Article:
Astronomer Percival Lowell’s View of a Peaceful Mars

Percival Lowell is the American astronomer most associated with the notorious and unfortunately entirely illusory Martian canals. The Italian astronomer Schiaparelli first saw what he called canali in the 19th century, but the Italian can mean both ‘canals’ and ‘channels’. Lowell also believed that they were canals dug by a global Martian civilisation, who used them to bring water from the poles to irrigate their desert planet. For them to achieve this, the highly advanced Martians had finally succeeded in banning war. I found this quotation from the great astronomer in Patrick Moore’s and David A. Hardy’s The New Challenge of the Stars (London: Mitchell Beazley in association with Sidgwick and Jackson Limited 1977), with the authors’ own comments looking forward to a similarly peaceful human colonisation of the Red Planet.

Perhaps we may look back to the words of Percival Lowell, written in 1906. He may have been wrong in his interpretation of the so-called Martian canals, but at least he put forward an idealistic view of the attitude of his ‘Martians’, whom, he believed, had outlawed warfare and had united in order to make the est of their arid world. There could be no conflict upon Mars. In Lowell’s words: ‘War is a survival among us from savage times, and affects now chiefly the boyish and unthinking element of the nation. The wisest realize that there are better ways of practising heroism and more certain ends of ensuring the survival of the fittest. It is something people outgrow.’ Let us hope that we, too, have outgrown it before we set up the first place on the red deserts of Mars.(P. 18).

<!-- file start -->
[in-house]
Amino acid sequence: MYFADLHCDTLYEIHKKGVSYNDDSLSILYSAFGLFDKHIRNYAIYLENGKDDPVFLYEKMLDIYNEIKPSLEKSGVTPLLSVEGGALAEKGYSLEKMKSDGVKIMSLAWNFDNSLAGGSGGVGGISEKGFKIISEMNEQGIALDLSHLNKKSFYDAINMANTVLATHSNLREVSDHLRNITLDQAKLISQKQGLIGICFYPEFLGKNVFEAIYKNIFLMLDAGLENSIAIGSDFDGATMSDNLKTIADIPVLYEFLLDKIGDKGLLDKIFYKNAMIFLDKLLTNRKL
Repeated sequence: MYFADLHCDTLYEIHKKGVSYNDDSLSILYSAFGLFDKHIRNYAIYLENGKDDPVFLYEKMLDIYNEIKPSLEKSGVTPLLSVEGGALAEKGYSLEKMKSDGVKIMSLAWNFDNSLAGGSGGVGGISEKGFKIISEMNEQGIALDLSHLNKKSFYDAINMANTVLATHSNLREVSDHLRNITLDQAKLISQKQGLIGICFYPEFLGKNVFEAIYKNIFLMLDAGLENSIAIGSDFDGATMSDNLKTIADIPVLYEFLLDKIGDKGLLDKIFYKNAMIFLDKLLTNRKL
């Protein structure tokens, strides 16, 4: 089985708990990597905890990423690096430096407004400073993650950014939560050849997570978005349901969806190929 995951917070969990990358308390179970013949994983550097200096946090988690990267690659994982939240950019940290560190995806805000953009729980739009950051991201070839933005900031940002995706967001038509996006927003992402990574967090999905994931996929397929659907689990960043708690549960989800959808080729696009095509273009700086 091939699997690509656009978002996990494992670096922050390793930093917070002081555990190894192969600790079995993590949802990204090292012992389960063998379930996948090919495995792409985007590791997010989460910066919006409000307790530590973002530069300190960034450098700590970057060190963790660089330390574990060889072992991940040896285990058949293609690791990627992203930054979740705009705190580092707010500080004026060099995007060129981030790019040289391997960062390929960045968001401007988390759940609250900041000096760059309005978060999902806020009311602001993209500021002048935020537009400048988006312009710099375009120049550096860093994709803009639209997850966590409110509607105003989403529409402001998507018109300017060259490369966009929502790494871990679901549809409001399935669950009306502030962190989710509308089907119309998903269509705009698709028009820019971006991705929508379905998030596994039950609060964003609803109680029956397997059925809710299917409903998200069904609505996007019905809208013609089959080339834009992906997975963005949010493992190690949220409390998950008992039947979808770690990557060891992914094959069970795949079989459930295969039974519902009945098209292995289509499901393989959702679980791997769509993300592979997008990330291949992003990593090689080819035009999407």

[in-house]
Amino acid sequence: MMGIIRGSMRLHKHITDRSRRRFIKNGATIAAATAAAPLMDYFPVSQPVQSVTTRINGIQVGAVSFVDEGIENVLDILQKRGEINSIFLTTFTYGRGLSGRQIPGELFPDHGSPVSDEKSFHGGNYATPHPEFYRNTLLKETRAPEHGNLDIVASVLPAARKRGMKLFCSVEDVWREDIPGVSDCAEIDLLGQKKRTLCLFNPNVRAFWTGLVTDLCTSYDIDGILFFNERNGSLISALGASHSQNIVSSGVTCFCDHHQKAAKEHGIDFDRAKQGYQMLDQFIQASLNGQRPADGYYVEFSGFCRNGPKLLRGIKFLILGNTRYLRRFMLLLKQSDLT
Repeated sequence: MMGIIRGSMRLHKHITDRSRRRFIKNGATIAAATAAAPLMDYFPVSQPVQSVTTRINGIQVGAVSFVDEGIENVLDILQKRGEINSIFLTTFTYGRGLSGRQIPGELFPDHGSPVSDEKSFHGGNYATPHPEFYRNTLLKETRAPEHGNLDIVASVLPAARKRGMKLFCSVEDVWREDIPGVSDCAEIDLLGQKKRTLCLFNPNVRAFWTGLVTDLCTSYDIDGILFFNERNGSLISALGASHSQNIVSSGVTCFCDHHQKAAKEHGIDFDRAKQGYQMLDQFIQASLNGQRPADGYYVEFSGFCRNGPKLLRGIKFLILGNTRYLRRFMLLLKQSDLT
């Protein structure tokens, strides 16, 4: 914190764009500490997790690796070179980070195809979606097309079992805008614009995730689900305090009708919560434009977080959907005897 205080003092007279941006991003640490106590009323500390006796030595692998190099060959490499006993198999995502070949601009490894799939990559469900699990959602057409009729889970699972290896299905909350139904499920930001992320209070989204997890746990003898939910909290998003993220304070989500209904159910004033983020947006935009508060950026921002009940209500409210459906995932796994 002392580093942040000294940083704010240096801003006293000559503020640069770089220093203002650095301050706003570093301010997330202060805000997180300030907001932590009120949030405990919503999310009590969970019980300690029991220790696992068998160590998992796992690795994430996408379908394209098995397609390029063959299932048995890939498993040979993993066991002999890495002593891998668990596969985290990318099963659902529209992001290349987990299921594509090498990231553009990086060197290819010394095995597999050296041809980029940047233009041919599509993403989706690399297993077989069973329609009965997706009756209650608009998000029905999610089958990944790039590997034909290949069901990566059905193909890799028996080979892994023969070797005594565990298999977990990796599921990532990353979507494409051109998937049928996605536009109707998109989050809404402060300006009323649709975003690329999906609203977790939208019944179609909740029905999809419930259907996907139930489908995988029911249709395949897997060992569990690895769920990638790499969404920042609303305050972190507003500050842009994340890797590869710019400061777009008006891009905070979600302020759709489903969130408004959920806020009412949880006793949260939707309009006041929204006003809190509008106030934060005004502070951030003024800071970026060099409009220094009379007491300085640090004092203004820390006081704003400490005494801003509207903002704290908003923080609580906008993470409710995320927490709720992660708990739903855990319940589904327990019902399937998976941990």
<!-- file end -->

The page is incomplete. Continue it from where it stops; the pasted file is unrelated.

Okay, the Social Darwinism is grotty, but of its time. And unfortunately humanity has not outgrown its capacity for violence and war, with the 20th century one of the worst periods. But it is an inspiring vision. The late, great comedian Bill Hicks used to end his gigs with a similar vision: If the world spent on peace all the money it now spends on arms, we could end hunger. Not one person would starve, and colonise space in peace forever.

That day can’t come too soon.

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2 Responses to “Astronomer Percival Lowell’s View of a Peaceful Mars”

  1. Brian Burden Says:

    I wonder whether any research has been done to ascertain whether there is any correlation between the “canals” charted by Lowell and others and the dried-up natural water courses visible on NASA pics. As recently as the 1954 opposition astronomers were reporting linear markings on the Martian surface, and Keyhoe even alleges, in The Flying Saucer Conspiracy – and later, in Aliens From Space, if my memory serves me right – that a photographic survey commissioned by the National Geographic was suppressed by the USAF in that year. It’s interesting that the 1897 opposition not only inspired Wells’s War Of The Worlds, but seems to have triggered off a rash of “mystery airship” reports in USA, of which the most impressive is the account of the Aurora,Tex. airship crash and the subsequent recovery and burial of the “Martian” pilot.

    • beastrabban Says:

      Really good question, Brian. One theory is that Lowell was using a technique to adjust the magnification on his telescope by half covering the aperture with a piece of wood. When that’s done, it can produce spidery lines on the image. I’ve heard that suggested as the origin of the canals. But Carl Sagan in Cosmos said that he had also seen faint lines on Mars which looked like real features. I didn’t realise that as late as 1954 astronomers were reporting markings like the canals on Mars. Very interesting.

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